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The FBI arrests WNY man who was at Capitol attack



Federal authorities had searched Pete Harding’s Cheektowaga home Wednesday morning, but he was not there

A Cheektowaga man is the first person from western New York to be arrested after being on the Capitol during last week’s deadly attack.

Pete Harding̵

7;s arrest came within hours of the second indictment of President Donald Trump by the US House of Representatives, this time to “spur” a revolt against the government.

Harding’s lawyer confirmed the arrest Wednesday night, but the FBI declined to comment.

A close friend of Harding’s told News 4 that he was present when Harding was arrested by the FBI around 6 p.m. 16 in a mutual friend’s house in Elma.

“We were just trying to keep our spirits down,” said Rob Weimer, a longtime friend of Harding’s.

Weimer said he was just pulled into a mutual friend’s driveway when the FBI came out and asked him to be put. At the time, he did not know Harding was inside the house until he was handcuffed without incident and placed in a law enforcement vehicle.

Weimer said he is a member of Harding from both the Marching Patriots and the Rolling Patriots groups.

Harding last week told News 4 that he never committed any violent acts while on the Capitol and that he was protesting peacefully. He also said that using a Bic lighter to ignite a piece of plastic on a pile of damaged media equipment was a symbolic gesture towards the media and was not intended to be a threat.

Harding, who held his tooth up to plastic on the pile of equipment, was captured by several photographers and shared widely on several social media platforms. In addition, there is a photograph of someone clearing lace out of Harding’s eyes with water at the Capitol building.

Harding told News 4 this week that he has video footage of him inside and outside the Capitol, which he says will prove he did not act violently at the Capitol, where five people died.

“Not only was he there for the purpose of protesting peacefully, he entered the building peacefully with the permission of the Capitol Police, who allowed protesters to enter,” Harding’s lawyer, Jason DiPasquale, said.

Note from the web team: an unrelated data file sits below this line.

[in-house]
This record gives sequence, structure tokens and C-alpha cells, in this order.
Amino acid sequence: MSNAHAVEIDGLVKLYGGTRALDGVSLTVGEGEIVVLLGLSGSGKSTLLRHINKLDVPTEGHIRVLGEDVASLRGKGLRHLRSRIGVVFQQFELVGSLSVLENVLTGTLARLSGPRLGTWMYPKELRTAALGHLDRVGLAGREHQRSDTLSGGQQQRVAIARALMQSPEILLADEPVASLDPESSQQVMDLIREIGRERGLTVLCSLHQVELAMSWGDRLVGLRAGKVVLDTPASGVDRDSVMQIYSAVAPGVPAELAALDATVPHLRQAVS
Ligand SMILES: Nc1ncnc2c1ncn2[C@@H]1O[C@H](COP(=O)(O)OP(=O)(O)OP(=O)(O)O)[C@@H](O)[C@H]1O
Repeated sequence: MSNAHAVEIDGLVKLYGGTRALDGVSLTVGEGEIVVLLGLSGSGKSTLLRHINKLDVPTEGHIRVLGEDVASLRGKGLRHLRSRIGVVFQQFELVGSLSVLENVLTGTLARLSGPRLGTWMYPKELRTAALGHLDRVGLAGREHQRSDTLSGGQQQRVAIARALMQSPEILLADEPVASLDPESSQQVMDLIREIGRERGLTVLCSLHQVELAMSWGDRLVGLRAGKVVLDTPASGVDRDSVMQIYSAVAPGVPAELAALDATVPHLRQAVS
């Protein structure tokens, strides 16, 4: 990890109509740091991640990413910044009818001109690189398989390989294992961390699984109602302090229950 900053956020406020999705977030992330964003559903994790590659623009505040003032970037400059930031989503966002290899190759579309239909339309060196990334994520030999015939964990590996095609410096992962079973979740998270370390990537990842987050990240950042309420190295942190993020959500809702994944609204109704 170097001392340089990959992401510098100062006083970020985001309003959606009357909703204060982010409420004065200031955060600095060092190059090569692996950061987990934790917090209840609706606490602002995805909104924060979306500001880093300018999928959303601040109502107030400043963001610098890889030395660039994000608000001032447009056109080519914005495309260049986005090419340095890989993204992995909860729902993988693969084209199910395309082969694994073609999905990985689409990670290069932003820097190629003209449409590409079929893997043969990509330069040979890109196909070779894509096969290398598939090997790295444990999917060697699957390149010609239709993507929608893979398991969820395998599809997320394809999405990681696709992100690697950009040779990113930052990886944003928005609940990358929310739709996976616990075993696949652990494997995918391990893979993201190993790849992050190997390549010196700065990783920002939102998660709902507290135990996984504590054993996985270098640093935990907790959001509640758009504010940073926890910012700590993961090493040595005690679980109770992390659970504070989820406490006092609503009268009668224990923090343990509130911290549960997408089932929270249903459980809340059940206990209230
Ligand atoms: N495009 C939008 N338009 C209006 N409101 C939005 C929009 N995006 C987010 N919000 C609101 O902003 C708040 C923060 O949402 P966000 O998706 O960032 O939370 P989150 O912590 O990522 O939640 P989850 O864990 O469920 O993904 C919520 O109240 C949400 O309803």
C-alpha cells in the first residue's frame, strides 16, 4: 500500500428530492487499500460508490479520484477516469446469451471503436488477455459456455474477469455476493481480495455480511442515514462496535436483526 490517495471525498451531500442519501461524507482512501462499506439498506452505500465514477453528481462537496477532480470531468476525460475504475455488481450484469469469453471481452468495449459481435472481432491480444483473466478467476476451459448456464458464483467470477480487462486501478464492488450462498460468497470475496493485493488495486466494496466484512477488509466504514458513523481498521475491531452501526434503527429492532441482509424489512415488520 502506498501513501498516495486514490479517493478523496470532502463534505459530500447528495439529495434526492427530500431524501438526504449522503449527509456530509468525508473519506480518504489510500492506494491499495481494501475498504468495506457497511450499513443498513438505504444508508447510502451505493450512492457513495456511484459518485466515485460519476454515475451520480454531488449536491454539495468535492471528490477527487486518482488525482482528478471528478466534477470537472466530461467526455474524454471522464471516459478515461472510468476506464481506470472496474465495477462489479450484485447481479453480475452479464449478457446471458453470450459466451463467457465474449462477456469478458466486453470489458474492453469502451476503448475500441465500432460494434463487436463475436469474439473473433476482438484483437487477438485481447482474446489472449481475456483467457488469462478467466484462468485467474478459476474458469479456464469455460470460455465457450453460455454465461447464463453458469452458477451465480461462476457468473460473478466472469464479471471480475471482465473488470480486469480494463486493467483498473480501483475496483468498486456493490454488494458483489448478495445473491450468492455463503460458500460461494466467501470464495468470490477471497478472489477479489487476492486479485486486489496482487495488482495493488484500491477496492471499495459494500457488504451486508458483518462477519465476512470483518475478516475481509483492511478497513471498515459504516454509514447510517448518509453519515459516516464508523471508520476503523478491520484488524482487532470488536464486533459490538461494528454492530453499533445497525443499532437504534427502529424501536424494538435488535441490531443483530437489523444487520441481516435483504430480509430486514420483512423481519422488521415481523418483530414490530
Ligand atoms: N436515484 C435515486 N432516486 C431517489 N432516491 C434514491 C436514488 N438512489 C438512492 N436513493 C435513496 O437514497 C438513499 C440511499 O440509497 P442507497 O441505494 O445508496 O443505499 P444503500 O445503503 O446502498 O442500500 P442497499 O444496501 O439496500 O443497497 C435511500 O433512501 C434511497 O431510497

“He dealt peacefully with the police, and when asked to travel, he did so.”

Harding has hosted numerous rallies and protests in the region, most notably in front of Erie County Executive Mark Poloncarz’s home in Buffalo. He has also protested against the Covid-19 rules, which were introduced by the government of Andrew Cuomo, including the closure of businesses and demands that people wear masks. Harding was also present at Athlete’s Unleashed in Orchard Park in November when county health inspectors and deputies tried to close the gym to have too many people inside during the pandemic.

“They were always civil and peaceful,” DiPasquale said of these gatherings and protests, adding that no one was ever violent or arrested against any of them.

“It’s just not who he is or what he believes in, and not in line with his actions over the last 10 months when he has organized protests and demonstrations.”

On Tuesday night, the FBI released a poster with Harding’s picture seeking more information about him and several other people believed to have been on the Capitol during the attack.

The next morning, his Cheektowaga home was under surveillance before being investigated by federal agents early in the morning while Harding was not home.

Harding is expected to appear in federal court in Buffalo sometime tomorrow. His lawyer said it was unclear what crime (s) federal authorities had charged him with.


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